What are the Benefits of Being a Part-Time Vegetarian?


Former California Governor Arnold Schwarzenegger says people should go meat-free one or two days a week to protect the climate. He also talked about the benefits of being a part-time vegetarian. He also shared a sample of his semi-vegetarian meal plan.
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ARNOLD SAYS WE SHOULD GO PART-TIME VEGETARIAN

Over the last two years, there has been an explosion of interest, best-selling books, supplements, websites, festivals, and award-winning documentaries in the plant-based nutrition domain.

And now the Arnold Schwarzenegger of bodybuilding, Arnold Schwarzenegger, has weighed in on the topic and says we should try to eat less meat.

According to a recent article put out by the BBC, “Former California Governor Arnold Schwarzenegger says people should go meat-free one or two days a week to protect the climate.”

Arnold also recently said,

“I have seen many body builders that are vegetarian and they get strong and healthy.”

Wow. I didn’t see this day coming. This is akin to Donald Trump getting a crew cut.

To be clear, this legendary bodybuilder isn’t saying that everyone should become vegetarians, but he is bringing a great deal of attention to the topic. To me, this is a win in itself because many more people are talking about it now.

There are so many compelling health reasons to become a vegetarian, but as Schwarzenegger points out, the truly important one is the environment.

Agricultural food production contributes 18 percent of global greenhouse gas emissions, and the livestock sector generates 65 percent of human-related nitrous oxide and 35 percent of methane, which have 296 times and 23 times the Global Warming Potential of CO2, respectively.

Since 1990, emissions have increased by 17 percent, largely because of livestock management systems. By eliminating meat from our diets, we can cut greenhouse gas emissions from food by half.

Livestock consume more human-edible protein than they produce, as more than 10 kilograms of grain is needed to produce 1 kilogram of beef.

The average cornfield could deliver more than 15 million calories per acre each year (enough to feed 14 people per acre) if we ate the corn ourselves. But due to the allocation of corn to animal production, each acre only yields 3 million calories (enough for just three people).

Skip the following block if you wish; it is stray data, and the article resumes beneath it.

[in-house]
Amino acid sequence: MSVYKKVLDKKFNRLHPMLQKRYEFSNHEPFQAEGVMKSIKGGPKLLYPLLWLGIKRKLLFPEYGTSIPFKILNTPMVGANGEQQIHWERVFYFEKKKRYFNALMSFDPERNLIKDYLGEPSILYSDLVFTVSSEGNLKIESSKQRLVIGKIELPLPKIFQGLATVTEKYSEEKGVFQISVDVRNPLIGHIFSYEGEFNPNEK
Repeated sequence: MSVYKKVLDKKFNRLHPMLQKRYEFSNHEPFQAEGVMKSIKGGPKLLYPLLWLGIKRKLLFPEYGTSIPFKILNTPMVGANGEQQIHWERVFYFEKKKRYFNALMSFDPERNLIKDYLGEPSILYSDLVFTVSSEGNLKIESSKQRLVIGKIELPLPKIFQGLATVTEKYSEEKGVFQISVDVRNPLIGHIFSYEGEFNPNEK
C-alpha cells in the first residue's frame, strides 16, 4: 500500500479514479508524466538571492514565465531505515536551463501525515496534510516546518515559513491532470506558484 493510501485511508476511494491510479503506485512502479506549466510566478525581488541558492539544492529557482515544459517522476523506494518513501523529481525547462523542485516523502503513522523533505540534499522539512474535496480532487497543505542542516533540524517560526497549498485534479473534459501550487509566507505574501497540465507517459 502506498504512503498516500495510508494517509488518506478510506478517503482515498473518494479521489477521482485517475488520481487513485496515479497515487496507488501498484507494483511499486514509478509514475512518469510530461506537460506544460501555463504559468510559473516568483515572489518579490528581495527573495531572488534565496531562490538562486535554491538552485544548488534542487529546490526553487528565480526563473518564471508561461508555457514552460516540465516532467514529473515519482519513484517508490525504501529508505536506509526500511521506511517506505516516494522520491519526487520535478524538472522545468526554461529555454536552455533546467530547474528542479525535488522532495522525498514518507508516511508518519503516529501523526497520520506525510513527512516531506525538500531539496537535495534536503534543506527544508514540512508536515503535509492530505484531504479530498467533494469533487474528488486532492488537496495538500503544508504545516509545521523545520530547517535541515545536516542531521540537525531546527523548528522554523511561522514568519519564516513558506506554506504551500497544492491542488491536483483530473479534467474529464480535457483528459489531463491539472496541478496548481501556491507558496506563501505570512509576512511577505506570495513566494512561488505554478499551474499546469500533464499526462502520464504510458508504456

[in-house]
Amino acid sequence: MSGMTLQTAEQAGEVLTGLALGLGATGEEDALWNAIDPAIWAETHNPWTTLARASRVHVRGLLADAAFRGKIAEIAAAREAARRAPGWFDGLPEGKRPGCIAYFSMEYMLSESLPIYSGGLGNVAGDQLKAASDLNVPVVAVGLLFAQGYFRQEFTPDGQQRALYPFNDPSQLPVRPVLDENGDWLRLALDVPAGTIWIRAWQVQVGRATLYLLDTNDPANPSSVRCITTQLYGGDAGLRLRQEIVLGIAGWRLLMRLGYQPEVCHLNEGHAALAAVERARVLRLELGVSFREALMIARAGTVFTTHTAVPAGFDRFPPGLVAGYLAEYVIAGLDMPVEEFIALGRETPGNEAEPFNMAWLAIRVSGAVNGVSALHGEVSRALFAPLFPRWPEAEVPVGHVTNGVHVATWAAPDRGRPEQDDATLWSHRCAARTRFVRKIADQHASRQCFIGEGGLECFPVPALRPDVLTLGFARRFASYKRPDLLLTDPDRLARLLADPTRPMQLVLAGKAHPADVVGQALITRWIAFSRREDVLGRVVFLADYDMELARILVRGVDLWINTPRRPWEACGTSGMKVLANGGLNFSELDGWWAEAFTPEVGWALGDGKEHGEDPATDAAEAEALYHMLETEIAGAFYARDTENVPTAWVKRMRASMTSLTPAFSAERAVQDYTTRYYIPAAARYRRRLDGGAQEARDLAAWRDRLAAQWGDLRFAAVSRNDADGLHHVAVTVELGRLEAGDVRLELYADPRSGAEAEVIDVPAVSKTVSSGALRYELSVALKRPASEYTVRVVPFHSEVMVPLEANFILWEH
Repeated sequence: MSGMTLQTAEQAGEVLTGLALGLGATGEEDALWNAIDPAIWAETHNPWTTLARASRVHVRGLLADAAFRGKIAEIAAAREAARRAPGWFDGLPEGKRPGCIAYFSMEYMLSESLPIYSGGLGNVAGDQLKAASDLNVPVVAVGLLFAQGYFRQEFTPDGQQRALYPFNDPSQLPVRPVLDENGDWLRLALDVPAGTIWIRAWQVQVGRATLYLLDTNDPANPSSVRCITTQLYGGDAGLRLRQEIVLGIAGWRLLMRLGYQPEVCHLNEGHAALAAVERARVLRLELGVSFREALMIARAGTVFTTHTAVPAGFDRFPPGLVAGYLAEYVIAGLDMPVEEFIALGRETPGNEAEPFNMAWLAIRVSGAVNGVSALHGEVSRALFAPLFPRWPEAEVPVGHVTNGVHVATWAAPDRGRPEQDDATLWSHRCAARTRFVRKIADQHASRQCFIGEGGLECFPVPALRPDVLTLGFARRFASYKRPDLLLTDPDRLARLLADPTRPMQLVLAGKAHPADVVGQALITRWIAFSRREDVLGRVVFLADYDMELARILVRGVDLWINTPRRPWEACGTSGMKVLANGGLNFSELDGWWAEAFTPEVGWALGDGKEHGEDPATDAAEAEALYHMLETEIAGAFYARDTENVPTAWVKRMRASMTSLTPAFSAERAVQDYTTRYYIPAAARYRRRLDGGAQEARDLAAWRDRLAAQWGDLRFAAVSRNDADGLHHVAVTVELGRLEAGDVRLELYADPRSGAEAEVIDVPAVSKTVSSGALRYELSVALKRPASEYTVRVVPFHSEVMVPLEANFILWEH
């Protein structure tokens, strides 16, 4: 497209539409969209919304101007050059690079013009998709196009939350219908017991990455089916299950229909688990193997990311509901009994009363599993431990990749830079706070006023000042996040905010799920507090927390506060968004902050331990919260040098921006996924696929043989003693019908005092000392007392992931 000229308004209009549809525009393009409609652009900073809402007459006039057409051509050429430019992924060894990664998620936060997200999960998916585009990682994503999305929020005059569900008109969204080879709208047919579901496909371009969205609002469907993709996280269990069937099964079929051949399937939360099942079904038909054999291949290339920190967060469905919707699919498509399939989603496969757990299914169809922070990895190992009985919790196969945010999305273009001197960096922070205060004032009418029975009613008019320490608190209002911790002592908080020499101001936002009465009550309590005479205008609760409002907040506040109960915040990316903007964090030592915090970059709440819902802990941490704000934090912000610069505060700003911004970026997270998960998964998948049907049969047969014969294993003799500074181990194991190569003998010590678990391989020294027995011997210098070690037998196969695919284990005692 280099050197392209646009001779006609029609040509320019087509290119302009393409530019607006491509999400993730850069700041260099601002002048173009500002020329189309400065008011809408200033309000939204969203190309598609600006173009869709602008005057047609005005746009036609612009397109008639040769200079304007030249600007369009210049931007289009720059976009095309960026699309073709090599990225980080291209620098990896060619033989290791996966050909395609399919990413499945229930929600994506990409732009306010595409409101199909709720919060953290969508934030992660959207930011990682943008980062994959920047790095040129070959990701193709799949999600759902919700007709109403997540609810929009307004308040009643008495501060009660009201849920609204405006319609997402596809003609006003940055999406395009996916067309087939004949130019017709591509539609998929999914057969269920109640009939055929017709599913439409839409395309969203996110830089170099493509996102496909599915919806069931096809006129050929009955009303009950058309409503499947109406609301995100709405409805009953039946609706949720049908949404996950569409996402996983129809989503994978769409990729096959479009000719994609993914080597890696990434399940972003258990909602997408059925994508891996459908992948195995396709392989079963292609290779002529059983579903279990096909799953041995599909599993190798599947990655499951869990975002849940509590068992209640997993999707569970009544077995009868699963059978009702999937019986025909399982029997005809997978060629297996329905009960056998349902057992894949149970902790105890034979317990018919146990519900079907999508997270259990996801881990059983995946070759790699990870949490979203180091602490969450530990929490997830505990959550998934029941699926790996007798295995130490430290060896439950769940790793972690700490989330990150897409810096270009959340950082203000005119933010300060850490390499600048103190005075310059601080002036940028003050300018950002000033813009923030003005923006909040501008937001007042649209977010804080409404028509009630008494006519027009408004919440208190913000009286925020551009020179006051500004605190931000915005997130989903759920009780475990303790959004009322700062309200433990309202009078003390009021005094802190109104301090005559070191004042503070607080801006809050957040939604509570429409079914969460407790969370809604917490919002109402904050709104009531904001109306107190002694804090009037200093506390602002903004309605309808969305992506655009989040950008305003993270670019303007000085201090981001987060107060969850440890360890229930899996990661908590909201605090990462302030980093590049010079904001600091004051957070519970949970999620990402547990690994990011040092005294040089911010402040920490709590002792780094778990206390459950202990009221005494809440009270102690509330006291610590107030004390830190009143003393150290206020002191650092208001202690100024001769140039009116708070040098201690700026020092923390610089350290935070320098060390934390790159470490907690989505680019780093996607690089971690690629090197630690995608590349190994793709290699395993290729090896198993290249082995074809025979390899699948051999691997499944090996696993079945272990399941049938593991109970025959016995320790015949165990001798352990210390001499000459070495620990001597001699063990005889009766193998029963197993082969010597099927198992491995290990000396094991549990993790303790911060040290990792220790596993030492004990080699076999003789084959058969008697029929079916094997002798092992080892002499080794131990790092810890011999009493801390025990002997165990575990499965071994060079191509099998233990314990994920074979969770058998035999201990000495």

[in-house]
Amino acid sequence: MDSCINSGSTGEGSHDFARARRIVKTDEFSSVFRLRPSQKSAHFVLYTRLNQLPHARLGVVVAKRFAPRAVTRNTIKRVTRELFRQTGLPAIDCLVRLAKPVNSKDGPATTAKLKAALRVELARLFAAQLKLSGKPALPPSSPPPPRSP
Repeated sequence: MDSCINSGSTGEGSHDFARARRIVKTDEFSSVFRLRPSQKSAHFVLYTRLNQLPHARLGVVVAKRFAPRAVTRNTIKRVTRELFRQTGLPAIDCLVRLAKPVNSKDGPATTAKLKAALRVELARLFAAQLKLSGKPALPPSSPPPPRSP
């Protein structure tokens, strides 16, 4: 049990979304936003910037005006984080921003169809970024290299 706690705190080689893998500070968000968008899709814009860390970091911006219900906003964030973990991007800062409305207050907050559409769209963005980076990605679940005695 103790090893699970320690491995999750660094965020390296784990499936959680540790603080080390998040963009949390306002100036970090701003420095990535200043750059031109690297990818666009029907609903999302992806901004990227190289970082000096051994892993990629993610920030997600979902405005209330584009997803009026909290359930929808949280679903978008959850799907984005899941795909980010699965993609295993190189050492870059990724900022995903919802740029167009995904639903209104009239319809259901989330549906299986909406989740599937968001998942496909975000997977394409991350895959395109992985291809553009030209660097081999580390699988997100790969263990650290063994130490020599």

Clearly, meat takes just as much of a toll on the environment and global food supply as it does our bodies. Now is the time to join Arnold in the fight against climate change with simple dietary changes, one meal at a time.

What’s next, Arnold encouraging the fitness community to try vegetarian bodybuilding?

Perhaps.

That said, according to our good friend Robert Cheeke, Arnold is no stranger to vegetarian bodybuilding:

Arnold used to lose bodybuilding competitions to a vegetarian bodybuilder, Bill Pearl. He grew up in the bodybuilding world among successful vegetarian bodybuilders, in addition to Pearl, including Mr. Universe, Andreas Cahling.

One of Arnold’s long-time bodybuilding colleagues is another former Mr. Universe champion, Jim Morris, who has spent many years as a vegetarian and is now vegan.

I was with Jim and Arnold in at the gym just a few months ago.

Arnold has had successful vegetarian bodybuilders around him for his entire bodybuilding career, dating back to when he was a teenage bodybuilder trying to keep up with the more experienced, and very successful, Bill Pearl.

I met Bill about 5 years ago and he was in his 80s and still active, much like Jim Morris, who is now 80 and in the gym 5 days a week. Though I don’t think Arnold was totally convincing in his statement about cutting back on animal products, suggesting that most people would be unwilling to cut out much, it is still a powerful message coming from the most influential bodybuilder in history, the man so many bodybuilders and others aspire to be like.

The Part-Time Vegetarian

If you like the idea of trying a vegetarian diet but the thought of never again eating a Thanksgiving turkey or a BLT leaves a bad taste in your mouth (pun intended), then try a semi-vegetarian diet (also known as a flexitarian diet).

Flexitarians are often confused with omnivores, but omnivores don’t typically care whether they eat meat or plants. Flexitarians strive to eat mostly veggies and fruits, and hardly any meat. The meat they do eat is carefully selected to be produced open-range and antibiotic/hormone-free.

Oddly enough, a flexitarian diet can be even more plant-based than a vegan diet.

This is because you can technically eat “vegan” (e.g. French fries, soda, cereal, etc.) all day and not have actually consumed a single vegetable. This more recent class of plant-based fellows, or semi-vegetarians, is also the most ancient expression of vegetarianism.

It turns out that most vegetarians across the globe eat some meat. You may enjoy reading “Origins of Vegetarianism” for some perspective on the subject. It is my observation that our culture tends to be more concerned with labels than the rest of the planet. We may get along better if we lightened up on striving for black and white all the time.